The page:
Friday, July 22, 2022

Great old Classic Motorworks catalogs

Three Royal Enfield catalogs.
Classic Motorworks catalogs delighted U.S. Royal Enfield customers. 

 A recent home improvement project required me to empty my bookshelf. I was somewhat surprised to find there editions of Classic Motorworks' "Parts and Accessories" catalogs from the 20-oughts. 

They were numbered, in those days, so I have Catalog numbers 9 (2007), 10 (2008) and 11 (2009). 

I was only "somewhat" surprised because these were useful and very complete catalogs, with photos, and U.S. prices. Mixed in their 200-odd pages were bits of advice regarding Royal Enfield motorcycles and motorcycling in general. 

Well worth saving, I thought at the time, and I still do. 

Today you can find what you want on the Internet, sure, but there was nothing as satisfying as sitting down with a beverage and the catalog, paging through it even if there was nothing special you needed to buy. 

Royal Enfield with vintage equipment.
The classy, distinctive "Statesider" kit.

There was so much to dream about. There were sidecars, and vintage-style single-wheeled trailers, and "kits" that could convert your Royal Enfield Bullet into the Cafe Racer or the chrome-laden Continental or the high-piped Scrambler.

Maybe you didn't have the money for those. But it was only $1.95 for the "Spark Plug Disc Gap Gauge."

Now any ordinary catalog of that day would have listed the disc, maybe even shown its photo, and given the price. But here's what the Classic Motorworks catalog said about it, next to its photo:

"The spark plug gap on the Bullet is supposed to be .020" to .028" (.020" for better kick-starting). As you may have noticed it is hard to find a plug gapping tool that goes that low. This disc gauge measures spark plug gap from .020" to .080". Perfect for the bike's tool kit or your keychain. The stated gap works best for a kick start only bike. You can increase the gap up to .028"-0.30" for electric start bikes."

Disc shaped spark plug gauge.
Catalog put a lot of work into description of $1.95 gauge.

And this is not an exceptional description. Many entries are just as informative.

The catalogs include helmets, hats, every imaginable shape of turn signal and even variations on the Bullet's valve tappet cover. 

Among the accessories shown in the catalog are items I see on many Royal Enfield Bullets in the U.S. 

One of these is the "Tombstone Taillight," despite the dutiful warning in the catalog that it does not illuminate your license plate.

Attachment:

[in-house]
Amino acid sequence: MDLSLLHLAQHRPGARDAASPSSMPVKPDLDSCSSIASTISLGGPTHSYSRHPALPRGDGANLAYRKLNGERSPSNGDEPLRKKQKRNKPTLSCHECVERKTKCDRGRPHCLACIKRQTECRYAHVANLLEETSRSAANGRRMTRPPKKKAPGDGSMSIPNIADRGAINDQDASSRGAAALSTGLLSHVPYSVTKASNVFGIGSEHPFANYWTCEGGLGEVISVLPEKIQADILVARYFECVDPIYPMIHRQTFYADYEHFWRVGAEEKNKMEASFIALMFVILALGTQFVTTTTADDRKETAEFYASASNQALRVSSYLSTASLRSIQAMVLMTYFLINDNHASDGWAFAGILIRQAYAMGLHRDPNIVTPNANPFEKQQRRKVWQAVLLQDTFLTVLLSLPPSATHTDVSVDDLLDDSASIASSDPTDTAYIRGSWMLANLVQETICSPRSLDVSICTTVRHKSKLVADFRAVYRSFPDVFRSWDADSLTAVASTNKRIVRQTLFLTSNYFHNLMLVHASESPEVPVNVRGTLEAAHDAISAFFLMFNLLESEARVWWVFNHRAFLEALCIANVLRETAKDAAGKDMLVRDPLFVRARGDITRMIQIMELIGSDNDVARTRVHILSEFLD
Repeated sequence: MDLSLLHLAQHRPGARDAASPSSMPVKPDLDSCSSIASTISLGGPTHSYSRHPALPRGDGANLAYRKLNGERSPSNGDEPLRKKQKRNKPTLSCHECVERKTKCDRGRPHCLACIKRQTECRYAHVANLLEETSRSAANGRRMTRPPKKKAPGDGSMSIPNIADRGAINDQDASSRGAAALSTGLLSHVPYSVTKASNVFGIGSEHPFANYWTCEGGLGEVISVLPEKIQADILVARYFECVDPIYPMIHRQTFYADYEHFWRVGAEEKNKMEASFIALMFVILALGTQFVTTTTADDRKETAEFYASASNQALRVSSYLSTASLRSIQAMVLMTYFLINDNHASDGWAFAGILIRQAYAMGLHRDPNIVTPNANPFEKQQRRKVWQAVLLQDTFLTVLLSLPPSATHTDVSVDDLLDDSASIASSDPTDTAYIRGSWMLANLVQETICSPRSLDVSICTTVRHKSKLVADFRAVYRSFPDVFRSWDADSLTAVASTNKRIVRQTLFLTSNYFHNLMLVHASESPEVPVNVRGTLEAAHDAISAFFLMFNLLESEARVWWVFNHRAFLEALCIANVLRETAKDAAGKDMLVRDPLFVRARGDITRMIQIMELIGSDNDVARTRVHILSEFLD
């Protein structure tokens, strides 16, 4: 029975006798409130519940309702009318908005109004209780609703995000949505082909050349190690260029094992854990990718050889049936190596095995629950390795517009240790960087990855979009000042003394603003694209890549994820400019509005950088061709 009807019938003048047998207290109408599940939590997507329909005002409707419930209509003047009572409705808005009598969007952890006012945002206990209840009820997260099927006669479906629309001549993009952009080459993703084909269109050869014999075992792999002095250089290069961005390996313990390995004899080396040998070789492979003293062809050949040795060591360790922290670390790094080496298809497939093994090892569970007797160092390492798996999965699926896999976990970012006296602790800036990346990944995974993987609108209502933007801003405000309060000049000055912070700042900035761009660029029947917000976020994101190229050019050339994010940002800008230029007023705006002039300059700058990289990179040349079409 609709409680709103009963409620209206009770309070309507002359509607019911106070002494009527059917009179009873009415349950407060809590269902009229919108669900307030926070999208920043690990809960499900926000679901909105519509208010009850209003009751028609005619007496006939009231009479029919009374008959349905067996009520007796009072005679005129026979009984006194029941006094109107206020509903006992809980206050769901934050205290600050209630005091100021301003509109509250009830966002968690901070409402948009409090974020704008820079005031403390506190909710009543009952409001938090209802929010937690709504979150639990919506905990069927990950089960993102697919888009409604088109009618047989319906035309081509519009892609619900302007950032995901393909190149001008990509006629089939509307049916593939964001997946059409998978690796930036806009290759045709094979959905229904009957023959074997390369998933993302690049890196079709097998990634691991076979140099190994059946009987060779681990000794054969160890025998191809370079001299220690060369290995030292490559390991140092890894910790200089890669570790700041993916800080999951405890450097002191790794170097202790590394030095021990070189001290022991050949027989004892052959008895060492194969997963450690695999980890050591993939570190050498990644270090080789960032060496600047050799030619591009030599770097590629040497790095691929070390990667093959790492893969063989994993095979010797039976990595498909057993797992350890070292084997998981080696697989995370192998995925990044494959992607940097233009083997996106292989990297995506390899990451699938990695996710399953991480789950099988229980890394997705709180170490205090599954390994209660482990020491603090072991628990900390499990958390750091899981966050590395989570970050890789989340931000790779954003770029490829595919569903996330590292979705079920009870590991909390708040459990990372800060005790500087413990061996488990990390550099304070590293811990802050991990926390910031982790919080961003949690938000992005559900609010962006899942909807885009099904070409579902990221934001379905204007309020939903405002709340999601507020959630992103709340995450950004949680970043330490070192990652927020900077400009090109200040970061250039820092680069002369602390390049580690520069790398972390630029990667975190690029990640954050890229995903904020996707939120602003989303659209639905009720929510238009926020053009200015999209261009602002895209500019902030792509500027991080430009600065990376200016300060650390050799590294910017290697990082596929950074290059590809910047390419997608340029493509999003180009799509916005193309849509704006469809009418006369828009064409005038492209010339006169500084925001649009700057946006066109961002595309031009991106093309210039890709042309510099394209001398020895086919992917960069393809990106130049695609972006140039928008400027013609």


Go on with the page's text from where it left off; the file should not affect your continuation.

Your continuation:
And then there are items I have never seen on any Royal Enfield, although they must exist (there's a picture). An example of this is the "Chrome Speedometer Visor." Made of shiny plastic, it easily affixes to the speedometer, the catalog claims. 

"Besides its period appearance, you will appreciate the reduction in glare, especially if you run a windshield," it claims.

Catalog listing for speedometer visor.
Simple and unusual but would you pay that much for it in 2008?

Perhaps $21.95 seemed a bit much in 2008 for something made of plastic. But, given the Florida sun I ride under, it might be a great thing to have, painted in non-glare black.

A lot of thought and design work went into the Classic Motorworks catalogs. No two of the three catalogs I possess are identical. They're artifacts of an earlier time, before all information had to fit on a smart phone screen.

"Browsing" didn't mean "scrolling" in those days.

Classic Motorworks, in Faribault, Minn. delivered Royal Enfields to the United States as the distributor, back when I first learned about the brand.

Royal Enfield of India took over and created its own network of dealers, struggling at first, and never, as far as I know, bothering with printed catalogs of parts and accessories.

You can read the story of Royal Enfield's return to the U.S. and of Classic Motorworks in my profiles on this blog of Martin Scott and Kevin Mahoney, the two men who led the way in the U.S.

The modern story of Royal Enfield naturally will be told by the vibrant, successful corporation it has become. I'm glad I learned about Royal Enfield early enough to experience some of the value created by the guys who first brought me my Bullet.

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